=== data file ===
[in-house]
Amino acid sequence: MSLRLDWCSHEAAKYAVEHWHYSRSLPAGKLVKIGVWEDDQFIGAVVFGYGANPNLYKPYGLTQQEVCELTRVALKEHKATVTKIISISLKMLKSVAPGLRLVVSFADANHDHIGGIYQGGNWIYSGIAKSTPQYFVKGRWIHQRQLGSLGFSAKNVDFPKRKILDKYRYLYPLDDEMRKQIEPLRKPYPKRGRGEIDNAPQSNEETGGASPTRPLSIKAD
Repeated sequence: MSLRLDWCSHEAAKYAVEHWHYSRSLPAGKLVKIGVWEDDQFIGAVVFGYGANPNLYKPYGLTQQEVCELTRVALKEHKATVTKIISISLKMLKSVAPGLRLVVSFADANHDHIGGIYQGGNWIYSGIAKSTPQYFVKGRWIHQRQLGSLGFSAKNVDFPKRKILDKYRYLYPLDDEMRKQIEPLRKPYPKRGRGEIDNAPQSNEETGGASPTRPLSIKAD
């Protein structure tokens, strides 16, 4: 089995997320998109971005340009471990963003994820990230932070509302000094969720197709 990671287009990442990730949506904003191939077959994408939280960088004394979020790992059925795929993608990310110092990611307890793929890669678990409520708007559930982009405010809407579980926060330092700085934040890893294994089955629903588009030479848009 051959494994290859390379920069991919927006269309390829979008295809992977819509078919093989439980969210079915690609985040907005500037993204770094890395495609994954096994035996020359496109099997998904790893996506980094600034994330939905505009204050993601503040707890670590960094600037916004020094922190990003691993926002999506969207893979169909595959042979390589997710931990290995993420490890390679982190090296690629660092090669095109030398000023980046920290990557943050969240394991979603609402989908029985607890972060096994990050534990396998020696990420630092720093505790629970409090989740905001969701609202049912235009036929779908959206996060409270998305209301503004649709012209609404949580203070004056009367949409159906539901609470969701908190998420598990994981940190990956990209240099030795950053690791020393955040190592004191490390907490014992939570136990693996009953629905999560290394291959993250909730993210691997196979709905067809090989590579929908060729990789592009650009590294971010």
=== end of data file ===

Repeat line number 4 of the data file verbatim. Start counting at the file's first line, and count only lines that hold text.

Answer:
């Protein structure tokens, strides 16, 4: 089995997320998109971005340009471990963003994820990230932070509302000094969720197709 990671287009990442990730949506904003191939077959994408939280960088004394979020790992059925795929993608990310110092990611307890793929890669678990409520708007559930982009405010809407579980926060330092700085934040890893294994089955629903588009030479848009 051959494994290859390379920069991919927006269309390829979008295809992977819509078919093989439980969210079915690609985040907005500037993204770094890395495609994954096994035996020359496109099997998904790893996506980094600034994330939905505009204050993601503040707890670590960094600037916004020094922190990003691993926002999506969207893979169909595959042979390589997710931990290995993420490890390679982190090296690629660092090669095109030398000023980046920290990557943050969240394991979603609402989908029985607890972060096994990050534990396998020696990420630092720093505790629970409090989740905001969701609202049912235009036929779908959206996060409270998305209301503004649709012209609404949580203070004056009367949409159906539901609470969701908190998420598990994981940190990956990209240099030795950053690791020393955040190592004191490390907490014992939570136990693996009953629905999560290394291959993250909730993210691997196979709905067809090989590579929908060729990789592009650009590294971010």